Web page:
This myth is meant as a cautionary tale. It's the story of a bad little ethnic group that imagined itself to be a nation and thought it could set its own rules, but then all of the money flew away. Poor, stupid little Quebec! The moral of the story is that it's best to keep your head down, go with the flow, and submit to the dominant ideology.

A few facts

It is, of course, a fact that Toronto overtook Montreal as an economic center during the 20th century, but to make the PQ or Quebec nationalism the scapegoat of this economic shift is extremely dishonest.

The first signs of this shift began decades before the PQ came into existence. The Toronto Stock Exchange surpassed Montreal's Stock Exchange in trading volume in the 1930s, and it is a position Toronto never relinquished. Throughout the 40s, 50s and 60s Toronto outgrew Montreal by quite a bit. If you're only looking at the cities themselves then, yes, it looks as though Toronto finally overtook Montreal in the late 1970s, but as an economic unit, Toronto had really been larger than Montreal for many years. This is because Toronto forms the center of a collection of satellite cities and towns, in addition to its suburbs, which is called a "conurbation." Toronto’s conurbation, which curves around the western end of Lake Ontario, has been nicknamed the Golden Horseshoe.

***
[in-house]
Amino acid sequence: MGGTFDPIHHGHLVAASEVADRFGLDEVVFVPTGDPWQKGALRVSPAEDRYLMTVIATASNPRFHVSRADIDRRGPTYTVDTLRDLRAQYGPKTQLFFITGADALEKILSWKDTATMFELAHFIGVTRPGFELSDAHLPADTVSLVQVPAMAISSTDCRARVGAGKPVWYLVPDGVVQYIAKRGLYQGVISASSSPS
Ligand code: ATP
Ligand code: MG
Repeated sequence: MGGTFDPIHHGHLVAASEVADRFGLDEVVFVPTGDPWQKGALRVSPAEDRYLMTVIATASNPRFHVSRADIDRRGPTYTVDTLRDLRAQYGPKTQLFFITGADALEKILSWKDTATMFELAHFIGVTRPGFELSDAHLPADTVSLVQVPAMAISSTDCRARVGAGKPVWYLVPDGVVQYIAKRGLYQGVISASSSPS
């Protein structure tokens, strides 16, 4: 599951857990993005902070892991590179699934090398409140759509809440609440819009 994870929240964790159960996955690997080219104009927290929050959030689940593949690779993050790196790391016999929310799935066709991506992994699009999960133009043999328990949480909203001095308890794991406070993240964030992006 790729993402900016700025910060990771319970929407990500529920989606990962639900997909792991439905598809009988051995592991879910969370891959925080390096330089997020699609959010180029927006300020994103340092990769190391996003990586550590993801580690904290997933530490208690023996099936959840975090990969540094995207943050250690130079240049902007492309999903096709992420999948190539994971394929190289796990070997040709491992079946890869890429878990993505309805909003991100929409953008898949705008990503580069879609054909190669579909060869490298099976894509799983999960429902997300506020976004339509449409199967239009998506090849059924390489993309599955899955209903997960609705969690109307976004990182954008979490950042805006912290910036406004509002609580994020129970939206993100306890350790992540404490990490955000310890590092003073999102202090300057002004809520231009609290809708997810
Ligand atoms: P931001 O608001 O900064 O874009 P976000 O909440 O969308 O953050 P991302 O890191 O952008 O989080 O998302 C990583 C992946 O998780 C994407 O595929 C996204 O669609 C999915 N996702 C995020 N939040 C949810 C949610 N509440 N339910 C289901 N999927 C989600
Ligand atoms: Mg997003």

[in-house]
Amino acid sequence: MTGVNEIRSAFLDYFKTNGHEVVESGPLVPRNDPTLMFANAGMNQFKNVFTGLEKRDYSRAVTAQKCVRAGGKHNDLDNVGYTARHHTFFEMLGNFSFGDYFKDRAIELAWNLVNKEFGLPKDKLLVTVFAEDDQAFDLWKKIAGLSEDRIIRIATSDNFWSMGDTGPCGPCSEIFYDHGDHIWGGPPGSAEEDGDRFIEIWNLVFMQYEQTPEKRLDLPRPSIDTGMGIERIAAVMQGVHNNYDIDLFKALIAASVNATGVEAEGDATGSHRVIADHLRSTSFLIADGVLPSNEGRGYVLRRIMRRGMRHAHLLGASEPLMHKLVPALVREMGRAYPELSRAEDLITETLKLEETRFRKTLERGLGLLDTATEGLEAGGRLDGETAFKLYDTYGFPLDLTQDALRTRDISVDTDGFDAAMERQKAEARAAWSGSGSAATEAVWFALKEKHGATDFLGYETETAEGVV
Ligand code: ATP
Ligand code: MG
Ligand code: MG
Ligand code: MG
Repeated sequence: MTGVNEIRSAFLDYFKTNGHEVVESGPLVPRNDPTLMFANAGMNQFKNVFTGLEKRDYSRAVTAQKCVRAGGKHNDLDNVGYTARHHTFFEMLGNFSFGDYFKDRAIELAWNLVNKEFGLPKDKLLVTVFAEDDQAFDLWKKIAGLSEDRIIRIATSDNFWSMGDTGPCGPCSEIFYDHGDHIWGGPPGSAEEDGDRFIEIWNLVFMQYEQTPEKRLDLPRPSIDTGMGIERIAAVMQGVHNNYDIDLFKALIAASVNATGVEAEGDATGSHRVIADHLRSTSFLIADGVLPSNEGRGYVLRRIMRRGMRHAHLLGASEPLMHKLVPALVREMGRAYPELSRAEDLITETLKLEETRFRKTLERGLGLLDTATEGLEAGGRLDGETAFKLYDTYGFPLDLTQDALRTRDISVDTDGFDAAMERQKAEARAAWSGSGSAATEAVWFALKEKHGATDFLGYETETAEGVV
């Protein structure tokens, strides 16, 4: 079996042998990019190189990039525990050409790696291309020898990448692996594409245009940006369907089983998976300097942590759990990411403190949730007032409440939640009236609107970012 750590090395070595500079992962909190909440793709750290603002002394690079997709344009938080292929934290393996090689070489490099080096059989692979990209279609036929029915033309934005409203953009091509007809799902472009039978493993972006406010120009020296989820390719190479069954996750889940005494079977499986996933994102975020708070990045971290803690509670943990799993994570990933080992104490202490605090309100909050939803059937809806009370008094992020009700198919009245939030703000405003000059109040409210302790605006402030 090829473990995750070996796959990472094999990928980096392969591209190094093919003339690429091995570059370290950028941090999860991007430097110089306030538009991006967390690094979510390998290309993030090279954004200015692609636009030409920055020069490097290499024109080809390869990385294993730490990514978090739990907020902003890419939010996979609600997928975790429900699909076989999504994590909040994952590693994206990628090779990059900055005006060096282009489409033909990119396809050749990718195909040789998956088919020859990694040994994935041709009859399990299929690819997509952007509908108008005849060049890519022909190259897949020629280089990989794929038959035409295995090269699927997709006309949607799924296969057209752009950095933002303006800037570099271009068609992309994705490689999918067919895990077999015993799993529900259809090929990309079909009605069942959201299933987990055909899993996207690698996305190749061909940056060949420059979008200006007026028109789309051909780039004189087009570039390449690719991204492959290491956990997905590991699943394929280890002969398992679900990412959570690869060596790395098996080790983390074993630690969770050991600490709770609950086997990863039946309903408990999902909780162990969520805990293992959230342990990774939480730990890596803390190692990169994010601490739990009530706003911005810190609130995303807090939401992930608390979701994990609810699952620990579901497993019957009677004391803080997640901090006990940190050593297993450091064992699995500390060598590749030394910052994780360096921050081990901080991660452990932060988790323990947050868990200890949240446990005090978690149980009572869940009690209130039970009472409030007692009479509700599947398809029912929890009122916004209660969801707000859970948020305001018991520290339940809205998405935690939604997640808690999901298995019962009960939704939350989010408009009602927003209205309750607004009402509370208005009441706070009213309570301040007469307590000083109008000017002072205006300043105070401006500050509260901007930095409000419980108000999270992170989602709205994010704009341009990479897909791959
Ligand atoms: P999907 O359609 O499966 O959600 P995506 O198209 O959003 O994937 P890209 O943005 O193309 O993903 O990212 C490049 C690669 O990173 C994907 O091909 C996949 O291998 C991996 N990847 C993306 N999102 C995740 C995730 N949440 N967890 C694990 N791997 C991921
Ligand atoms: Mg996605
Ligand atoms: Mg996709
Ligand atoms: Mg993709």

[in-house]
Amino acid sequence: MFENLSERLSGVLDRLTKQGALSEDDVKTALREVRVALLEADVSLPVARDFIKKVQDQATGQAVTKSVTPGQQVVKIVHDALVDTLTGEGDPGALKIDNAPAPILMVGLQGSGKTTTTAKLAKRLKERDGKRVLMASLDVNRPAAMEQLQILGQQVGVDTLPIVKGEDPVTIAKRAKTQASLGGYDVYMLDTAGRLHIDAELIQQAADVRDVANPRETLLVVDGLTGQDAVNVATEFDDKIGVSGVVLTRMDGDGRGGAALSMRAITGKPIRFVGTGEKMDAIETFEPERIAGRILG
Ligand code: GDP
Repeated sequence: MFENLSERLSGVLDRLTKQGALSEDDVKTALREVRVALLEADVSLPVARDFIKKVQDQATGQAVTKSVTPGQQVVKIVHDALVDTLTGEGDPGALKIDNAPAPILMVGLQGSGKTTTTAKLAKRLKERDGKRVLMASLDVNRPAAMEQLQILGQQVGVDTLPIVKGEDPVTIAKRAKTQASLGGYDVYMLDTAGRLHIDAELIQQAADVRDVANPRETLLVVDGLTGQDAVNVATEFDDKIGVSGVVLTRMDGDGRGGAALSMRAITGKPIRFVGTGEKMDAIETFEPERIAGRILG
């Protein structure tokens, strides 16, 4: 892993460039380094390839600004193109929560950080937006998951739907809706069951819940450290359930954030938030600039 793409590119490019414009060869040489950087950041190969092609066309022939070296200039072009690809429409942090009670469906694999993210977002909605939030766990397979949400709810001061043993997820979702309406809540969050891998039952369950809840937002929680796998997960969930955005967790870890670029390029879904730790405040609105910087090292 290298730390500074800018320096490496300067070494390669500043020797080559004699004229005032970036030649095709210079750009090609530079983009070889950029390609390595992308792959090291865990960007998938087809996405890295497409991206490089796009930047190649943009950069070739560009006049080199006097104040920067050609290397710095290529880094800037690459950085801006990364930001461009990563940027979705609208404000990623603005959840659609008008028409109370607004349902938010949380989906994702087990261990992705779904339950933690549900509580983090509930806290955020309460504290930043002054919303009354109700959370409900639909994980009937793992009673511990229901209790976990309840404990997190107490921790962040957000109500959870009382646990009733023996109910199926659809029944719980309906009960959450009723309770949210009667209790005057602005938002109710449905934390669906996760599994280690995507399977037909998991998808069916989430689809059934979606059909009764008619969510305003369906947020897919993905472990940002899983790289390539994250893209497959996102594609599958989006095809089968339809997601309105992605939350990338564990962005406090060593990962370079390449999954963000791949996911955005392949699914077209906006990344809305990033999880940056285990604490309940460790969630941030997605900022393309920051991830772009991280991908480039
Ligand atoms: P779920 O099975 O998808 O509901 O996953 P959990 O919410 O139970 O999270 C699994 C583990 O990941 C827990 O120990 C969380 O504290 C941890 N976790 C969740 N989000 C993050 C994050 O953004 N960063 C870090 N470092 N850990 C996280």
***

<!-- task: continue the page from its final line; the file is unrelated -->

Montreal’s economic growth, on the other hand, was not enough to create a conurbation. It was contained withing the city and its suburbs. That is why it is deceptive to compare population sizes of the two cities and jump to the conclusion that not until the 1970s had they become more or less equal in economic terms. Toronto supplanted Montreal as Canada’s chief economic center considerably before that, probably before 1960. Again, all of this occurred before Mr. Lévesque's Parti Québécois and its "Draconian language laws."